Air Transport World

Seeking the IT Holy Grail. (use of information technology by airlines' maintenance and engineering departments)(includes related articles on TransNet Maintenance Information Network and information technology products from Unisys Corp. and Computer Resources International A S)

Airline pursuit of the fully integrated M&E information-technology system goes on

For years, airline maintenance & engineering departments have been questing after the Holy Grail of a fully integrated information-technology system that would manage and control every aspect of their activities. Some, such as American, say the quarry will be bagged by year end. Others, e.g., Delta and United, feel it may remain forever elusive and are even beginning to question its value.

In the U.S., those three are among the acknowledged leaders in M&E integration. As chronicled in these pages, each has developed cutting-edge IT systems to help keep maintenance down time of their 500-plus-aircraft fleets at a minimum, and each is ahead in one or another aspect of automation. Now, each is spending millions more dollars on programs to tie at least some of the pieces together.

American is "looking at total integration by the end of this year," says John Simmons, senior director-M&E consulting and system development for sister company Sabre Decision Technologies. That is assuming that parent AMR Corp. OKs the necessary investment or that a joint-venture partner is found, says John Johnson, managing director-power plant maintenance, who directs the automation program at American's Alliance Airport base.

As American Airlines Decision Technologies, SDT began life as a developer of decision-support tools, then found that the information base needed to apply these tools often didn't exist, says Simmons. Over the past few years, it has been concentrating on creating the appropriate core modules in relational databases and now, it is matching the addresses of the various standalone systems that make up and surround the core.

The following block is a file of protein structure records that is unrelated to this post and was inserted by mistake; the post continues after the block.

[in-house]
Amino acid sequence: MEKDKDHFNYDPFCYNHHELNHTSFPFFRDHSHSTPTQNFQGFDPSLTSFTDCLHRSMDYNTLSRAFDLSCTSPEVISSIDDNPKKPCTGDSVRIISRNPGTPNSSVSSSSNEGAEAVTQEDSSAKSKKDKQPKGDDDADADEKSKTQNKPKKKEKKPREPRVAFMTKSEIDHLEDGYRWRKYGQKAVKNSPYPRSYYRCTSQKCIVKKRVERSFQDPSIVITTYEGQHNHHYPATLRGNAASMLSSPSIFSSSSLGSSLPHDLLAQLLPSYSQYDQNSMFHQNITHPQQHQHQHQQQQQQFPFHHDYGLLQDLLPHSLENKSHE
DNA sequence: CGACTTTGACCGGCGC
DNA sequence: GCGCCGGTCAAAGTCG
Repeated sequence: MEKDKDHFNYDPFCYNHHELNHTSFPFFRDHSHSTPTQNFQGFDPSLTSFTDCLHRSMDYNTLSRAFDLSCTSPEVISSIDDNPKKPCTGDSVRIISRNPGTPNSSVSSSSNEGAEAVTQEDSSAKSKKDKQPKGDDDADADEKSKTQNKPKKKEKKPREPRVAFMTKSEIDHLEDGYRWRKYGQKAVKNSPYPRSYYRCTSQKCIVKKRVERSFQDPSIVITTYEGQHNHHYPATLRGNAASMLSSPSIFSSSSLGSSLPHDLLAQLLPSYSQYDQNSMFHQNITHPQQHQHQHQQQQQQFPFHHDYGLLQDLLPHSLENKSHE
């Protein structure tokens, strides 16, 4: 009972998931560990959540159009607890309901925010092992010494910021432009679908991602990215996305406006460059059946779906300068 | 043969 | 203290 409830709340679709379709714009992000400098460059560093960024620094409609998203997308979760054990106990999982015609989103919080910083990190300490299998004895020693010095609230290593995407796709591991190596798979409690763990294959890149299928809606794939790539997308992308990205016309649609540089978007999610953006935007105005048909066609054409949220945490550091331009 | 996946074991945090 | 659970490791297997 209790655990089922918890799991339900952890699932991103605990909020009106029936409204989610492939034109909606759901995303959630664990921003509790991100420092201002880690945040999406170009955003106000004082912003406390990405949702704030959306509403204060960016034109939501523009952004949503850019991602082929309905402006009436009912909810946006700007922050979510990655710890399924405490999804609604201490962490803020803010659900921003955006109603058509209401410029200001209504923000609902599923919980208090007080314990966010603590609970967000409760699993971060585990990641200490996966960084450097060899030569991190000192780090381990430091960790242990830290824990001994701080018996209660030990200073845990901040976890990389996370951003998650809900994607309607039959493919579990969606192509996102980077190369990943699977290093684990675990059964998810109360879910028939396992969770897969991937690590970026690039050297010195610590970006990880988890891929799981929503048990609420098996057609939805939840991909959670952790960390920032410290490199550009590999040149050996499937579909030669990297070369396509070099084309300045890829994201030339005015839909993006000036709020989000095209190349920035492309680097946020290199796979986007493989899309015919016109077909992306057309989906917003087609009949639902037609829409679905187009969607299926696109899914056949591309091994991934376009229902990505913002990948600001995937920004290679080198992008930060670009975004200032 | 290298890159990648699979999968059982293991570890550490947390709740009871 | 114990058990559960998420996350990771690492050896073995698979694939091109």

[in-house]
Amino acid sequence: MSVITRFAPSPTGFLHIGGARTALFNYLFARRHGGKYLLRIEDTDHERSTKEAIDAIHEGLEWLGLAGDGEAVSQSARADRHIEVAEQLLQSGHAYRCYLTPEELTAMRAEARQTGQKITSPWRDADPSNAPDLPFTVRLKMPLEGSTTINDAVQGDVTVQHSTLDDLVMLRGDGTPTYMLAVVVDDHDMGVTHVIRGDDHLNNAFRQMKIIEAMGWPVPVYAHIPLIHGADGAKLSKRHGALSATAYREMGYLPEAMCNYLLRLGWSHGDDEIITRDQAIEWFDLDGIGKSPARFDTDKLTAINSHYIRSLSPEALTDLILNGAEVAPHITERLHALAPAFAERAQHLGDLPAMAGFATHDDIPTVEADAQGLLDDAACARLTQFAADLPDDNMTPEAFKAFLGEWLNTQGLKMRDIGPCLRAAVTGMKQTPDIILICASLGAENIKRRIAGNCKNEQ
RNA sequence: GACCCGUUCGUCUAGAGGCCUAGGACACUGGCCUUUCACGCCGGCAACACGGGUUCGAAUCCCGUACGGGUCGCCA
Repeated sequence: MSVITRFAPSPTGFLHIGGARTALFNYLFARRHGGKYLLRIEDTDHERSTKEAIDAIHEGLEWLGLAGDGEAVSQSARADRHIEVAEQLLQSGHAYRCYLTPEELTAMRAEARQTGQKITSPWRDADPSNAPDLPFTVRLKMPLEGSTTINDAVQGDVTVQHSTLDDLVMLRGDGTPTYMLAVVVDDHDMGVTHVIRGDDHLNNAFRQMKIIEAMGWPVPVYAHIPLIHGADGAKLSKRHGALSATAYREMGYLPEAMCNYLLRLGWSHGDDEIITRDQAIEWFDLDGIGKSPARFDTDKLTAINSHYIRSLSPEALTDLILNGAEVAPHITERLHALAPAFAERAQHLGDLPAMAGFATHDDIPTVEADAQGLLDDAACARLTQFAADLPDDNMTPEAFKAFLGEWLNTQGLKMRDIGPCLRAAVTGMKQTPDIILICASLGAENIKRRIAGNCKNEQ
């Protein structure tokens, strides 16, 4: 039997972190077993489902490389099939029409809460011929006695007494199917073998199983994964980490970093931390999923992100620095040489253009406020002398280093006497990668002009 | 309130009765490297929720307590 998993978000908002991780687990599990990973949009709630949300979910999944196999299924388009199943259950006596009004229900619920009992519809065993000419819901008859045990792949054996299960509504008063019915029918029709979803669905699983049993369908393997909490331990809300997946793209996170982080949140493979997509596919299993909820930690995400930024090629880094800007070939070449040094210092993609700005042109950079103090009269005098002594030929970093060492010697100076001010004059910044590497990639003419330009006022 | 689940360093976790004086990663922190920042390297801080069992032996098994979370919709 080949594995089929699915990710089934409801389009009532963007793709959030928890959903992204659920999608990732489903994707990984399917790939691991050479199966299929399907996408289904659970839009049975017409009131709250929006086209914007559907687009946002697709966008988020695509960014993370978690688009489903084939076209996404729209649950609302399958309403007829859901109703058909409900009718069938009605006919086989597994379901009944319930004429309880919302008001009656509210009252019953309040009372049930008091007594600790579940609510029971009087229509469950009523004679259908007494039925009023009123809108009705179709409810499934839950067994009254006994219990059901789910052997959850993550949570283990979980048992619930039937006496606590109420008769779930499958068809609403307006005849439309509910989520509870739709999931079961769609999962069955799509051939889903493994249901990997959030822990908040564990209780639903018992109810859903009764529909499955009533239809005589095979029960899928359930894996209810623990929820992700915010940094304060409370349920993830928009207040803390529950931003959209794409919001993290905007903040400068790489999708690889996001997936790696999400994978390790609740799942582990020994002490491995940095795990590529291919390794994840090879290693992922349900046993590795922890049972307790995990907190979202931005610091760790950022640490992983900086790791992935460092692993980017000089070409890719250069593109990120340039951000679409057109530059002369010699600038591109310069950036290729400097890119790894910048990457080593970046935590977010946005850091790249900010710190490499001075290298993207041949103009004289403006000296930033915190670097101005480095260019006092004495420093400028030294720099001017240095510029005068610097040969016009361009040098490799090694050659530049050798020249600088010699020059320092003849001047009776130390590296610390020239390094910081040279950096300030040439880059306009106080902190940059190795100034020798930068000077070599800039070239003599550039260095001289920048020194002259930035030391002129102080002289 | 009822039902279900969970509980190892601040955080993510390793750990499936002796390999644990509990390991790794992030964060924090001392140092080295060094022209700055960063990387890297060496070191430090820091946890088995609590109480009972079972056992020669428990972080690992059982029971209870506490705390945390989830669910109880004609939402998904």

The first core module is aircraft records, "which keeps track of hours, cycles, components, the airframe, the engines and tells you exactly where you stand, whether a part is attached to an aircraft or is in a shop or a warehouse," he says. The second is materials, which encompasses inventory, purchasing, warehousing, warranty tracking and related activities. The third is the training module, which tracks mechanic and inspector licenses, recurrent training requirements, "all the personnel records." The fourth is production control, which develops the maintenance package for a specific aircraft's base visit and then transfers the package electronically to mechanics anywhere in the world.

"These are all real products," says Simmons. "This is not vaporware anymore." SDT is offering them to customers either as modules or as a complete package called EMTECH (engineering maintenance technical system). FAA is using the aircraft records, materials and training modules while Matrix Aeronautica is using the production control module. SDT also is negotiating with "three major carriers ... their primary concerns are their legacy systems--how to move this history over. We want to sit a piece of our system, like aircraft records, next to their system and develop an interface between the two. When there is an update, we'll pull the base information from their system and update both. In a year or so, we will have pulled the vast majority of the data down and there will be only a small amount that we may have to write a program to transfer over. …

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